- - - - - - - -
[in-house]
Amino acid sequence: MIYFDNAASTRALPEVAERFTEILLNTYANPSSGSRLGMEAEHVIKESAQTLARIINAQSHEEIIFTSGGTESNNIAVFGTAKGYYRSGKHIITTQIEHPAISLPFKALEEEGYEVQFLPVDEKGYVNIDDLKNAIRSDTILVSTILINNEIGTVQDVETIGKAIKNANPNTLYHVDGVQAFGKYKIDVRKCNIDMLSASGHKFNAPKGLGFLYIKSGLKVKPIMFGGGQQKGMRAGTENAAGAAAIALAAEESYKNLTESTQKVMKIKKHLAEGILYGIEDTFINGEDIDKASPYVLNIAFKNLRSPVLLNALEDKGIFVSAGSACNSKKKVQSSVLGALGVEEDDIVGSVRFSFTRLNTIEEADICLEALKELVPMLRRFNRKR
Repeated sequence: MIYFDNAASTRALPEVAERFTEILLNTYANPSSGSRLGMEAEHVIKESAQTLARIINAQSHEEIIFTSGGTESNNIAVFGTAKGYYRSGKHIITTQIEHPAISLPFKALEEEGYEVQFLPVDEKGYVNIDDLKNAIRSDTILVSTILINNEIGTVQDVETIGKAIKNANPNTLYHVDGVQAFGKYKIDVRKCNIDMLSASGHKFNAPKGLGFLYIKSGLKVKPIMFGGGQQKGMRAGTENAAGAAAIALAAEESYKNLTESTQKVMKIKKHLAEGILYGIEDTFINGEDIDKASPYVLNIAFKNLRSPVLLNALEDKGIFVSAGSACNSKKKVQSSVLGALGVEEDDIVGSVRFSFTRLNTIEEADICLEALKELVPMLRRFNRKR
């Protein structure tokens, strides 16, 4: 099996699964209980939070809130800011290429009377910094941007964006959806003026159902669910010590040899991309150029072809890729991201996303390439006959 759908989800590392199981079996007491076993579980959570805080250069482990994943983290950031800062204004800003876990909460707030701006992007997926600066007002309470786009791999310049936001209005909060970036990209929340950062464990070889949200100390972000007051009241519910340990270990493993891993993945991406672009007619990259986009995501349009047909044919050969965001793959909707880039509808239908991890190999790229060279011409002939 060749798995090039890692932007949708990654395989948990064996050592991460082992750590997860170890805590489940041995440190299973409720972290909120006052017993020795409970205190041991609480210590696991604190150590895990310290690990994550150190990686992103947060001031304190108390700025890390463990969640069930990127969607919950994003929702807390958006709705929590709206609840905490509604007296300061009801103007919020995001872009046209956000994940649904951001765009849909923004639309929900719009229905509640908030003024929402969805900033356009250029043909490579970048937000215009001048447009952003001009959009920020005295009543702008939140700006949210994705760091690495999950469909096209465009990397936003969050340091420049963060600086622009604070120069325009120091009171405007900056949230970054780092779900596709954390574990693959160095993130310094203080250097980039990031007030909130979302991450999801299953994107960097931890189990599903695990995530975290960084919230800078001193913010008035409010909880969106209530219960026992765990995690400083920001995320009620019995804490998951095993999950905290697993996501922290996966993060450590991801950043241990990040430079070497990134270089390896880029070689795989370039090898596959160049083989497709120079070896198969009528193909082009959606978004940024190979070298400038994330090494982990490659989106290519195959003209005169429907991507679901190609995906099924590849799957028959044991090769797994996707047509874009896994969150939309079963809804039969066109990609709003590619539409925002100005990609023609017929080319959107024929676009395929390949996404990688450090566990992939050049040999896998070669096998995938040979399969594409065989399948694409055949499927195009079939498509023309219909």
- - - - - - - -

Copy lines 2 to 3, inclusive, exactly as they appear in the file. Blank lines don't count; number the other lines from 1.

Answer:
Amino acid sequence: MIYFDNAASTRALPEVAERFTEILLNTYANPSSGSRLGMEAEHVIKESAQTLARIINAQSHEEIIFTSGGTESNNIAVFGTAKGYYRSGKHIITTQIEHPAISLPFKALEEEGYEVQFLPVDEKGYVNIDDLKNAIRSDTILVSTILINNEIGTVQDVETIGKAIKNANPNTLYHVDGVQAFGKYKIDVRKCNIDMLSASGHKFNAPKGLGFLYIKSGLKVKPIMFGGGQQKGMRAGTENAAGAAAIALAAEESYKNLTESTQKVMKIKKHLAEGILYGIEDTFINGEDIDKASPYVLNIAFKNLRSPVLLNALEDKGIFVSAGSACNSKKKVQSSVLGALGVEEDDIVGSVRFSFTRLNTIEEADICLEALKELVPMLRRFNRKR
Repeated sequence: MIYFDNAASTRALPEVAERFTEILLNTYANPSSGSRLGMEAEHVIKESAQTLARIINAQSHEEIIFTSGGTESNNIAVFGTAKGYYRSGKHIITTQIEHPAISLPFKALEEEGYEVQFLPVDEKGYVNIDDLKNAIRSDTILVSTILINNEIGTVQDVETIGKAIKNANPNTLYHVDGVQAFGKYKIDVRKCNIDMLSASGHKFNAPKGLGFLYIKSGLKVKPIMFGGGQQKGMRAGTENAAGAAAIALAAEESYKNLTESTQKVMKIKKHLAEGILYGIEDTFINGEDIDKASPYVLNIAFKNLRSPVLLNALEDKGIFVSAGSACNSKKKVQSSVLGALGVEEDDIVGSVRFSFTRLNTIEEADICLEALKELVPMLRRFNRKR